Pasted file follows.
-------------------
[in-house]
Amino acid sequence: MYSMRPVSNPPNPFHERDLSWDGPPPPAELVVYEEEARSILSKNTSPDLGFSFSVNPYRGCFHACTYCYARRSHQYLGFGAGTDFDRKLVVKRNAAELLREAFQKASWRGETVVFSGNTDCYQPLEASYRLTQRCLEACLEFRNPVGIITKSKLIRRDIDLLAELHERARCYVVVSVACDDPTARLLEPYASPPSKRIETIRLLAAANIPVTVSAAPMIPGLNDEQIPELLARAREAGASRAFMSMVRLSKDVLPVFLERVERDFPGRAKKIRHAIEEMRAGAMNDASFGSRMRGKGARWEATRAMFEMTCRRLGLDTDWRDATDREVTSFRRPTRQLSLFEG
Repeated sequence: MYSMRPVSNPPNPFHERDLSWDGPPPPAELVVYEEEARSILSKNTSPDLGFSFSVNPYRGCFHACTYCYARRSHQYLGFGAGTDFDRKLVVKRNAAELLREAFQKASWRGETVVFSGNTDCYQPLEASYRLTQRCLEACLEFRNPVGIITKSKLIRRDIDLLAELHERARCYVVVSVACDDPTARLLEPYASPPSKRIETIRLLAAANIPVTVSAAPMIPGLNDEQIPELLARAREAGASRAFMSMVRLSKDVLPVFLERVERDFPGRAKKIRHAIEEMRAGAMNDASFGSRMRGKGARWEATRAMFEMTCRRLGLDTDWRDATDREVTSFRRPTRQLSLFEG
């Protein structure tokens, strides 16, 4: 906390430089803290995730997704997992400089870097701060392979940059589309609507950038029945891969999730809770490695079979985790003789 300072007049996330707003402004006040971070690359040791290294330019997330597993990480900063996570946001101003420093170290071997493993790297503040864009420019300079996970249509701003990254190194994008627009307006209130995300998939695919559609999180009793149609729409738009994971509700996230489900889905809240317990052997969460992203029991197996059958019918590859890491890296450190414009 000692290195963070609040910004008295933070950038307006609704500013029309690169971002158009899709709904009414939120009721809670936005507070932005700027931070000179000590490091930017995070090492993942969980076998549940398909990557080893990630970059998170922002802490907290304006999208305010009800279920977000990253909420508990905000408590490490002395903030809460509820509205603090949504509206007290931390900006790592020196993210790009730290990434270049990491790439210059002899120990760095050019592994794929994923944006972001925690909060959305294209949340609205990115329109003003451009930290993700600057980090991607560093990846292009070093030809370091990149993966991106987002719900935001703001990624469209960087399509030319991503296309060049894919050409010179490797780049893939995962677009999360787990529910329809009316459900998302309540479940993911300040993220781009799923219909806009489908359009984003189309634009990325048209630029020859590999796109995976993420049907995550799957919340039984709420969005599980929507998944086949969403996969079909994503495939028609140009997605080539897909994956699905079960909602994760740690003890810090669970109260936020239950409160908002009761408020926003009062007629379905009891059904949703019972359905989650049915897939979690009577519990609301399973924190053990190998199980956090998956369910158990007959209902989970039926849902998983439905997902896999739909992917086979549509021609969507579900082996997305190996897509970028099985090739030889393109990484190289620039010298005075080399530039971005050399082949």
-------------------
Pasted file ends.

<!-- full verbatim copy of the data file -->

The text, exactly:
[in-house]
Amino acid sequence: MYSMRPVSNPPNPFHERDLSWDGPPPPAELVVYEEEARSILSKNTSPDLGFSFSVNPYRGCFHACTYCYARRSHQYLGFGAGTDFDRKLVVKRNAAELLREAFQKASWRGETVVFSGNTDCYQPLEASYRLTQRCLEACLEFRNPVGIITKSKLIRRDIDLLAELHERARCYVVVSVACDDPTARLLEPYASPPSKRIETIRLLAAANIPVTVSAAPMIPGLNDEQIPELLARAREAGASRAFMSMVRLSKDVLPVFLERVERDFPGRAKKIRHAIEEMRAGAMNDASFGSRMRGKGARWEATRAMFEMTCRRLGLDTDWRDATDREVTSFRRPTRQLSLFEG
Repeated sequence: MYSMRPVSNPPNPFHERDLSWDGPPPPAELVVYEEEARSILSKNTSPDLGFSFSVNPYRGCFHACTYCYARRSHQYLGFGAGTDFDRKLVVKRNAAELLREAFQKASWRGETVVFSGNTDCYQPLEASYRLTQRCLEACLEFRNPVGIITKSKLIRRDIDLLAELHERARCYVVVSVACDDPTARLLEPYASPPSKRIETIRLLAAANIPVTVSAAPMIPGLNDEQIPELLARAREAGASRAFMSMVRLSKDVLPVFLERVERDFPGRAKKIRHAIEEMRAGAMNDASFGSRMRGKGARWEATRAMFEMTCRRLGLDTDWRDATDREVTSFRRPTRQLSLFEG
């Protein structure tokens, strides 16, 4: 906390430089803290995730997704997992400089870097701060392979940059589309609507950038029945891969999730809770490695079979985790003789 300072007049996330707003402004006040971070690359040791290294330019997330597993990480900063996570946001101003420093170290071997493993790297503040864009420019300079996970249509701003990254190194994008627009307006209130995300998939695919559609999180009793149609729409738009994971509700996230489900889905809240317990052997969460992203029991197996059958019918590859890491890296450190414009 000692290195963070609040910004008295933070950038307006609704500013029309690169971002158009899709709904009414939120009721809670936005507070932005700027931070000179000590490091930017995070090492993942969980076998549940398909990557080893990630970059998170922002802490907290304006999208305010009800279920977000990253909420508990905000408590490490002395903030809460509820509205603090949504509206007290931390900006790592020196993210790009730290990434270049990491790439210059002899120990760095050019592994794929994923944006972001925690909060959305294209949340609205990115329109003003451009930290993700600057980090991607560093990846292009070093030809370091990149993966991106987002719900935001703001990624469209960087399509030319991503296309060049894919050409010179490797780049893939995962677009999360787990529910329809009316459900998302309540479940993911300040993220781009799923219909806009489908359009984003189309634009990325048209630029020859590999796109995976993420049907995550799957919340039984709420969005599980929507998944086949969403996969079909994503495939028609140009997605080539897909994956699905079960909602994760740690003890810090669970109260936020239950409160908002009761408020926003009062007629379905009891059904949703019972359905989650049915897939979690009577519990609301399973924190053990190998199980956090998956369910158990007959209902989970039926849902998983439905997902896999739909992917086979549509021609969507579900082996997305190996897509970028099985090739030889393109990484190289620039010298005075080399530039971005050399082949």